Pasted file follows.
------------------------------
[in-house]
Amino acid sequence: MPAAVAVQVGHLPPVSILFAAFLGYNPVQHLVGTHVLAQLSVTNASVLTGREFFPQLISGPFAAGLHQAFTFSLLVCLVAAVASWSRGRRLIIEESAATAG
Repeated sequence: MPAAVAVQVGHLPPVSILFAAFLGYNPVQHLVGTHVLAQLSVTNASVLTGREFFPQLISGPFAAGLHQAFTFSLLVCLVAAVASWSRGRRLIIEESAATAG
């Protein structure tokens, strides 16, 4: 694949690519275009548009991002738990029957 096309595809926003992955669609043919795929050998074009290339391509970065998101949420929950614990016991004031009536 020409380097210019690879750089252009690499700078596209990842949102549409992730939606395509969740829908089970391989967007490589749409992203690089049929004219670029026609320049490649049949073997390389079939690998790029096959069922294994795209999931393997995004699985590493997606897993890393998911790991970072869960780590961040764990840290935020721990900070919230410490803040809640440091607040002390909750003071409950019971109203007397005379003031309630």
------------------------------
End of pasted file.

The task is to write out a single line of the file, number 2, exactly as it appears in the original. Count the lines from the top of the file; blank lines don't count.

Amino acid sequence: MPAAVAVQVGHLPPVSILFAAFLGYNPVQHLVGTHVLAQLSVTNASVLTGREFFPQLISGPFAAGLHQAFTFSLLVCLVAAVASWSRGRRLIIEESAATAG